'He has not embraced the left sided midfield role and seems to long to play in the center or at striker... Not only is attitude a concern, but the rumors of him jumping to a big European club like Chelsea would be a disaster for him.
I hope Adu lives up to the hype and is a great player by 2010... I still need to be convinced.'
I think you will be convinced in time, Jonathan. I also think talk of a supposed attitude problem with Adu is overwrought critique. For my money, Freddy is far more engaging and personable than anyone should expect of a kid his age.
Not only is it unreasonable to expect his personality to shine it's brightest at all times, but I'd say Freddy is gradually growing into the kind of player who can be a real threat from several positions.
I find these little "controversies" a very natural part of becoming a man. Part of growing up as D.C. United star is asserting yourself to stake your claim in the soccer world, and perhaps Peter Nowak is forcing Adu to eat his metaphorical soccer broccoli.
You can also probably ease off on worrying whether Freddy will make the big jump too soon. The Chelseas of this world can't get their mitts on him until next summer, at the earliest.
That's a long way off, and I'm sure any glamour suitor realizes that he would probably need to be loaned out to Ajax first (seriously, can we just get him 18 months of Total Football? Pretty please?).
Either way, his performance/production are improving and I frankly worry little about him becoming a "great" player. Unlike you and some of the other fans, I feel Adu will be ready to come correct in South Africa.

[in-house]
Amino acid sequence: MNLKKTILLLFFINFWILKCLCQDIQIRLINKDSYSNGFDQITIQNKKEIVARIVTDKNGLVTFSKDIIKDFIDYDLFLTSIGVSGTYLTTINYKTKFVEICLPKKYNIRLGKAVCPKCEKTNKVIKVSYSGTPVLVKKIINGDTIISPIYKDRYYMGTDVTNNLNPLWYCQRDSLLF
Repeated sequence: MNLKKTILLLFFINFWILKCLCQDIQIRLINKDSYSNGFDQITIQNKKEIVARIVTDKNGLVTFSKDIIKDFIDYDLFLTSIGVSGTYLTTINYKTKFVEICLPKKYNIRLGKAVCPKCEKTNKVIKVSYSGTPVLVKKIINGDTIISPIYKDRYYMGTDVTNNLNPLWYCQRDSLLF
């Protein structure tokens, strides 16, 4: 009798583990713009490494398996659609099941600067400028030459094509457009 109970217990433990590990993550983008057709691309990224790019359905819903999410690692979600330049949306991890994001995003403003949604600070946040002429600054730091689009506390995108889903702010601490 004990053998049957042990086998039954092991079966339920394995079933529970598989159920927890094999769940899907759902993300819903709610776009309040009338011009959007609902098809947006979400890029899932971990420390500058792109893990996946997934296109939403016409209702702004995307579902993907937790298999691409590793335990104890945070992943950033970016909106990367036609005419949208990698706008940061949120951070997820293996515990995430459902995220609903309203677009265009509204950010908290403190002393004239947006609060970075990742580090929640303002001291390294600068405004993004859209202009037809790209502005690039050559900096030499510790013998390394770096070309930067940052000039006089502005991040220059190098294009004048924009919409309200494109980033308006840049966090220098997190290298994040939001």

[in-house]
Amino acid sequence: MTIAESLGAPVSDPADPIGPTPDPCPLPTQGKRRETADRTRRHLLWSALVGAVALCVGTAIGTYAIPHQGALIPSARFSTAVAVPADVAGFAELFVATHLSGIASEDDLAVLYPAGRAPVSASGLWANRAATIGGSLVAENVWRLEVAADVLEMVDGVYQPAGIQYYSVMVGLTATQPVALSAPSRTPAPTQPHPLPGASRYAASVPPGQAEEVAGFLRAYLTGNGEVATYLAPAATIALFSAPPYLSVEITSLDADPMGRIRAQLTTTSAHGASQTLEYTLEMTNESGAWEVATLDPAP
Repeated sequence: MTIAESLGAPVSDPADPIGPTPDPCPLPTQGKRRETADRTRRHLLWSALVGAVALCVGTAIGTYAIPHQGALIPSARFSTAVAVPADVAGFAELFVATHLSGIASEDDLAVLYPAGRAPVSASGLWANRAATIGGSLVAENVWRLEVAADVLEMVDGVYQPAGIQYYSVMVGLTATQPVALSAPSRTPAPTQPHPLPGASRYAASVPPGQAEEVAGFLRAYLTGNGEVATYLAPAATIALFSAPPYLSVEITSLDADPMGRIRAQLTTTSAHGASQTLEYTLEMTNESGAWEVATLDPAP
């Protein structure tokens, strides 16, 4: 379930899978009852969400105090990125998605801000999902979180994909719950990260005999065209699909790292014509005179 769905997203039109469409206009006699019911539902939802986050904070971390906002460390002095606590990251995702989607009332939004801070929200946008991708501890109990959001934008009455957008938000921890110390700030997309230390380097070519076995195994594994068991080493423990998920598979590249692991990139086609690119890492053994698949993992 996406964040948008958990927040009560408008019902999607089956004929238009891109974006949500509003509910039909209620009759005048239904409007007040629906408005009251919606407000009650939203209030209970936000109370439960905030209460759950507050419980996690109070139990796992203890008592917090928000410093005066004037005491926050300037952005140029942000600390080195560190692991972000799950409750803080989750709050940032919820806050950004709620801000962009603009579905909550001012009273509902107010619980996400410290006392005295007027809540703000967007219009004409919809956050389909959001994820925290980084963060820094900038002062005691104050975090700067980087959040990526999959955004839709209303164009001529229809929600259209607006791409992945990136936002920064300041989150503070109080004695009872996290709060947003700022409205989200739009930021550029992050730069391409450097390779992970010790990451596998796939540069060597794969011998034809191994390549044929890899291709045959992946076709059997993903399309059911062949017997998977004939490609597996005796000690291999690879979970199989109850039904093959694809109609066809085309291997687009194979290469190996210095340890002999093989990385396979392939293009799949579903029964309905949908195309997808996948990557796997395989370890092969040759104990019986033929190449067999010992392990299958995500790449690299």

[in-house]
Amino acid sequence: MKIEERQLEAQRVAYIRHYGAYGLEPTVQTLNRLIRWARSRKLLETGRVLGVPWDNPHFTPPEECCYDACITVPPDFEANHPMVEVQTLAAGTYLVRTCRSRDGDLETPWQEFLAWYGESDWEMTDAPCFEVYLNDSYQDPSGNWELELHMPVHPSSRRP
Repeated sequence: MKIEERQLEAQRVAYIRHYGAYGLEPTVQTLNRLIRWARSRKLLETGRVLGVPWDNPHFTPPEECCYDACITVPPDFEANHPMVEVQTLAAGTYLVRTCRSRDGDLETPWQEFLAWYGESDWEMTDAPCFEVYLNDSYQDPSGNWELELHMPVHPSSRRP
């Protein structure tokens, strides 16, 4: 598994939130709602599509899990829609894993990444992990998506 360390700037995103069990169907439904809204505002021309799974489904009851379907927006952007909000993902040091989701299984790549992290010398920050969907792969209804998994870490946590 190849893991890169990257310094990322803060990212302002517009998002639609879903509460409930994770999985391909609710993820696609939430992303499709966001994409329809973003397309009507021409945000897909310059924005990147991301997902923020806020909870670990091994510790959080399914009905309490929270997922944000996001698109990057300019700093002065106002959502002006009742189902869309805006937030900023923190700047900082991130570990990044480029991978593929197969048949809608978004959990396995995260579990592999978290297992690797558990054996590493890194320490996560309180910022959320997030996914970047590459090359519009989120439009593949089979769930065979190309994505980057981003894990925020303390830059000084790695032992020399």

Keep the original handy!
Brian Childs wanted to make sure we didn't try to lose the initial 2010 23 Tickets roster, writing: 'First of all, I love it that you guys already came out with this list for the 2010 World Cup... Anyhow, the main reason for the email is to convince you to publish this article in 2010 along side the actual final roster. I would love to see how close you were.'
Don't worry, Brian. We are just as curious to see how we do as you are. I'd be perfectly happy if we end up hitting on 20 of the guys (although I think Chad Barrett and Ricardo Clark are two guys who have a really great shot to travel... ahem... (mumbles) not that some of my colleagues would notice.
Nevertheless, I hereby vow that YA will do this comparison when the time comes (for the record, we called 20 of the 2006 boys when we started that edition last summer).
More players of promise
Charles Snyder asked about a pair of regulars from last year's US Under-20 side: 'two more players who really impressed me during the WYC were Sammy Ochoa and Nathan Sturgis. Didn't see you mention either of them, you think they got a shot?'
Good question, Charles. I considered putting Sturgis on my personal bubble battlers list, but opted to go for Ofori Sarkodie instead. The Under-17 captain is smart, strong and intense.
That being said, Sturgis does look quite promising and I was a little surprised nobody tabbed him – but, then again, the position is the deepest we have heading into the future.
Ochoa is a player some of us are not completely sold on (though, to be fair, I've only seen him play twice since last summer). If he can improve his tactical awareness and refrain from holding the ball too long, it's not unreasonable to suggest he could nose his way into the frame at some point.